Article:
Frith v. Whole Foods Market, Inc., No. 21-1171 (1st Cir. 2022)

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Justia Opinion Summary

The First Circuit affirmed the district court's judgment dismissing Plaintiffs' lawsuit asserting race-based discrimination and retaliation in violation of Title VII of the Civil Rights Act, holding that the district court did not err in dismissing the suit for failure to state a claim.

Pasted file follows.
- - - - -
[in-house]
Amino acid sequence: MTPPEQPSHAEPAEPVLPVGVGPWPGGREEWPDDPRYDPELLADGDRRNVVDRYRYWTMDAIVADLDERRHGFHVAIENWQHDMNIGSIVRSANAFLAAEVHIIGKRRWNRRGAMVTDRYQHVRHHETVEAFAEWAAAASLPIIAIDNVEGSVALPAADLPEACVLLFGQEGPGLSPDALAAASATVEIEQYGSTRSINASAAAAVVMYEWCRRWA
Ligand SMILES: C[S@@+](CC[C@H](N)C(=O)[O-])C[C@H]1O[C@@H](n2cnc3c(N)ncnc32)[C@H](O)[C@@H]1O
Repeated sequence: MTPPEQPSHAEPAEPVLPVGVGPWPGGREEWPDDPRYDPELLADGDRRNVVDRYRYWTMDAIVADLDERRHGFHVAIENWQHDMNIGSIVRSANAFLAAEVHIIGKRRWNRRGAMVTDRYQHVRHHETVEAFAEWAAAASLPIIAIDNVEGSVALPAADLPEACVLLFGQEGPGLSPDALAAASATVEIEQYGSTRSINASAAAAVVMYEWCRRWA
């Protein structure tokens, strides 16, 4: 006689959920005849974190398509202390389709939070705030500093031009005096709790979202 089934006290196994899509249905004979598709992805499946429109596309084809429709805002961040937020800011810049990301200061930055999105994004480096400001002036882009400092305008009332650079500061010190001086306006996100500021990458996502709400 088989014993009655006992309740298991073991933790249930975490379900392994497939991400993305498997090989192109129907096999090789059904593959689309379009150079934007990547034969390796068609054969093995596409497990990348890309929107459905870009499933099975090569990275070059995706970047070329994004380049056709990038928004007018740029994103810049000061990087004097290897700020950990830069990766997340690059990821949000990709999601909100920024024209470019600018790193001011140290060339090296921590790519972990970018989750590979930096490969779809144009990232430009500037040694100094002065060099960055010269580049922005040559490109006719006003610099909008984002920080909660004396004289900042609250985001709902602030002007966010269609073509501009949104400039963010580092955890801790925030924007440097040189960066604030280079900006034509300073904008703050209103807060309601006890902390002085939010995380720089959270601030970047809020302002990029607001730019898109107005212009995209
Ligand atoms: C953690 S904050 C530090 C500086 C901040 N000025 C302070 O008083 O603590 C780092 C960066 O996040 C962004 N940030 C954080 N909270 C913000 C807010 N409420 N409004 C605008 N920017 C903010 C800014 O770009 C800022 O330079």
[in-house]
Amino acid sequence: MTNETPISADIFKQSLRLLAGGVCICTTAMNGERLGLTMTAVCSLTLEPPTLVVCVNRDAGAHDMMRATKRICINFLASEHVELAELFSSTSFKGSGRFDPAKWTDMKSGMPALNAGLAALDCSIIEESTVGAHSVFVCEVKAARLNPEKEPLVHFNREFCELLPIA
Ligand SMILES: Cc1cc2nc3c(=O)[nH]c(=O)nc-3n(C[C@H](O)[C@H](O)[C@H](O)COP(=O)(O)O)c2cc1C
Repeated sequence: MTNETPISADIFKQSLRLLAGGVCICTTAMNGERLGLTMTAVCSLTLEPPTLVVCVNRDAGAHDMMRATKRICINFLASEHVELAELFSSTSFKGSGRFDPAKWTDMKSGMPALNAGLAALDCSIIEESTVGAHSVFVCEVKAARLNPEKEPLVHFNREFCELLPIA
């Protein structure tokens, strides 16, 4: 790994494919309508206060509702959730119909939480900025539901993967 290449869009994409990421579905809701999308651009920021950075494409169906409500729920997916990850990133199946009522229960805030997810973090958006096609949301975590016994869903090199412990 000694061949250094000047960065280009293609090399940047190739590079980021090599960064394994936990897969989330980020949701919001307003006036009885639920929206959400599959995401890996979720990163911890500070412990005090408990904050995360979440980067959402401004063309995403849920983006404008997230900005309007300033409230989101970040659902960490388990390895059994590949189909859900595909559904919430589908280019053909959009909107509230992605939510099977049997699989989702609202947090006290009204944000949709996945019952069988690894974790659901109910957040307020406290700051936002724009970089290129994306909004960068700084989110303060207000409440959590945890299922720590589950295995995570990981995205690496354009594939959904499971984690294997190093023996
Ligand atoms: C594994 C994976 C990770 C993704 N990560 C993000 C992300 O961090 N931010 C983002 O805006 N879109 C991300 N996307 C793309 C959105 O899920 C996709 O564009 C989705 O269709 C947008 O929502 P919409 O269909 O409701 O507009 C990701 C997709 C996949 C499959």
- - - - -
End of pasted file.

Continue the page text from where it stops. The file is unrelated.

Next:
Plaintiffs represented a putative class of employees employed by Whole Foods and Amazon who were disciplined for wearing face masks with the message "Black Lives Matter." In their lawsuit, Plaintiffs alleged that the manner in which their employers enforced a previously unenforced dress code policy constituted race-based discrimination and retaliation in violation of Title VII of the Civil Rights Act of 1964. The district court dismissed all claims. The First Circuit affirmed, holding that Plaintiffs did not adequately plead claims for racial discrimination and retaliation under Title VII.